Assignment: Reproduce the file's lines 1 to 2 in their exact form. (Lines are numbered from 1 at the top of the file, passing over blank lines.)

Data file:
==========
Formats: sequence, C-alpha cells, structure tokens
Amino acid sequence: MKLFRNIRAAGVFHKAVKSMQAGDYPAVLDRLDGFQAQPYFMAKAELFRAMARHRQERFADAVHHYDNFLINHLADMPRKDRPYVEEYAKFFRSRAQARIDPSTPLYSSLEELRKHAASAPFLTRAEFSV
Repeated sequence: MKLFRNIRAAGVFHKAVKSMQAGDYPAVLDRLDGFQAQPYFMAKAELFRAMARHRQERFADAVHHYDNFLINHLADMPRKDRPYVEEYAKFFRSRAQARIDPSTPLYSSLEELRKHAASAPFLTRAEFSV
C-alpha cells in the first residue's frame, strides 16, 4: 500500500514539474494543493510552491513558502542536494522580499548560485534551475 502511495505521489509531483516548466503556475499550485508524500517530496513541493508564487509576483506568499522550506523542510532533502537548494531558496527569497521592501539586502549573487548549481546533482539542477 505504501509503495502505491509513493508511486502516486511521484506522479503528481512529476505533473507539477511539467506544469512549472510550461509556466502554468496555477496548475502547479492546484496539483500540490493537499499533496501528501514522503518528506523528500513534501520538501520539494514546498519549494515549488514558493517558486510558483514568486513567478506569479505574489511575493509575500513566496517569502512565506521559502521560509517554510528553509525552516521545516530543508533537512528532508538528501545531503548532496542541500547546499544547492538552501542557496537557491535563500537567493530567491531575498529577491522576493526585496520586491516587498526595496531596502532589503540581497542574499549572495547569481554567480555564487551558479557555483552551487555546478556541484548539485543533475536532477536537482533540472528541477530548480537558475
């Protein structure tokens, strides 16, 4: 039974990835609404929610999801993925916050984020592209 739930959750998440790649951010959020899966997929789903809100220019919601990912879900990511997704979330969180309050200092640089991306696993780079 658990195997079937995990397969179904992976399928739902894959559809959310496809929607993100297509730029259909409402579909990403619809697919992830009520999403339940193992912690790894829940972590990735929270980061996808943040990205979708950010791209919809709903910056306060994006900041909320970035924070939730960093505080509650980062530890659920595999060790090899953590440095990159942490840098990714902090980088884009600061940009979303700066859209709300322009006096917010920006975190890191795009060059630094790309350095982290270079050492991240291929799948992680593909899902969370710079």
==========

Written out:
Formats: sequence, C-alpha cells, structure tokens
Amino acid sequence: MKLFRNIRAAGVFHKAVKSMQAGDYPAVLDRLDGFQAQPYFMAKAELFRAMARHRQERFADAVHHYDNFLINHLADMPRKDRPYVEEYAKFFRSRAQARIDPSTPLYSSLEELRKHAASAPFLTRAEFSV